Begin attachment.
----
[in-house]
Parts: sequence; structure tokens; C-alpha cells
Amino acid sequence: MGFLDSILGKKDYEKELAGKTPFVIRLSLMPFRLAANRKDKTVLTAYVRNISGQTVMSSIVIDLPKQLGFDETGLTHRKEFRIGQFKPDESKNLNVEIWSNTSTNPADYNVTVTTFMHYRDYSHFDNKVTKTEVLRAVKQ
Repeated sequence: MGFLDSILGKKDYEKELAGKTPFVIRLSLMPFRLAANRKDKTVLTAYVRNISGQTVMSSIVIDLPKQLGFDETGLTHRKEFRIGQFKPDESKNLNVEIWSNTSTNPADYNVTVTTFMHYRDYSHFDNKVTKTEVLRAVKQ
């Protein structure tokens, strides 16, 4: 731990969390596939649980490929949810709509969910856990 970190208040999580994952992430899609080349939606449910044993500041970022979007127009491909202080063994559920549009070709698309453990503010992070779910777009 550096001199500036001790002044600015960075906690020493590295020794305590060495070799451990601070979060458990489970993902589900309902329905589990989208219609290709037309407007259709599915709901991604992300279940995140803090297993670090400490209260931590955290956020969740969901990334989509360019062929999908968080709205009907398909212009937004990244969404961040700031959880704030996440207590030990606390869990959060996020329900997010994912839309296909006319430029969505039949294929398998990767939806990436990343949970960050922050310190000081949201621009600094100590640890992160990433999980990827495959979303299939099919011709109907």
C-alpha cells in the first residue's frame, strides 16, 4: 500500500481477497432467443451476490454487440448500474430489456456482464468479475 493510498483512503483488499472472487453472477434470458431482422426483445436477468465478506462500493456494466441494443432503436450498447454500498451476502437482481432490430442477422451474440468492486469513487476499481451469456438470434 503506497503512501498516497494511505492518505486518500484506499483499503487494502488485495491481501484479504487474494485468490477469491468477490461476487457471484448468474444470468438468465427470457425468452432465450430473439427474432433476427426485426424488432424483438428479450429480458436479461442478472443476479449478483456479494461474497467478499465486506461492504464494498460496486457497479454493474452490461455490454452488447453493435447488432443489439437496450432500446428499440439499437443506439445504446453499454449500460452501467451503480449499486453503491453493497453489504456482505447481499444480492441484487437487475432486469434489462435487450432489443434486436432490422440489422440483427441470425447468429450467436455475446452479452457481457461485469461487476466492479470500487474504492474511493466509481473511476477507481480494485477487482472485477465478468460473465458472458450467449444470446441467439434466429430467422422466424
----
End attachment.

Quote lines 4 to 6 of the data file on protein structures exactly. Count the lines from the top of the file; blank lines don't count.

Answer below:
Repeated sequence: MGFLDSILGKKDYEKELAGKTPFVIRLSLMPFRLAANRKDKTVLTAYVRNISGQTVMSSIVIDLPKQLGFDETGLTHRKEFRIGQFKPDESKNLNVEIWSNTSTNPADYNVTVTTFMHYRDYSHFDNKVTKTEVLRAVKQ
């Protein structure tokens, strides 16, 4: 731990969390596939649980490929949810709509969910856990 970190208040999580994952992430899609080349939606449910044993500041970022979007127009491909202080063994559920549009070709698309453990503010992070779910777009 550096001199500036001790002044600015960075906690020493590295020794305590060495070799451990601070979060458990489970993902589900309902329905589990989208219609290709037309407007259709599915709901991604992300279940995140803090297993670090400490209260931590955290956020969740969901990334989509360019062929999908968080709205009907398909212009937004990244969404961040700031959880704030996440207590030990606390869990959060996020329900997010994912839309296909006319430029969505039949294929398998990767939806990436990343949970960050922050310190000081949201621009600094100590640890992160990433999980990827495959979303299939099919011709109907």
C-alpha cells in the first residue's frame, strides 16, 4: 500500500481477497432467443451476490454487440448500474430489456456482464468479475 493510498483512503483488499472472487453472477434470458431482422426483445436477468465478506462500493456494466441494443432503436450498447454500498451476502437482481432490430442477422451474440468492486469513487476499481451469456438470434 503506497503512501498516497494511505492518505486518500484506499483499503487494502488485495491481501484479504487474494485468490477469491468477490461476487457471484448468474444470468438468465427470457425468452432465450430473439427474432433476427426485426424488432424483438428479450429480458436479461442478472443476479449478483456479494461474497467478499465486506461492504464494498460496486457497479454493474452490461455490454452488447453493435447488432443489439437496450432500446428499440439499437443506439445504446453499454449500460452501467451503480449499486453503491453493497453489504456482505447481499444480492441484487437487475432486469434489462435487450432489443434486436432490422440489422440483427441470425447468429450467436455475446452479452457481457461485469461487476466492479470500487474504492474511493466509481473511476477507481480494485477487482472485477465478468460473465458472458450467449444470446441467439434466429430467422422466424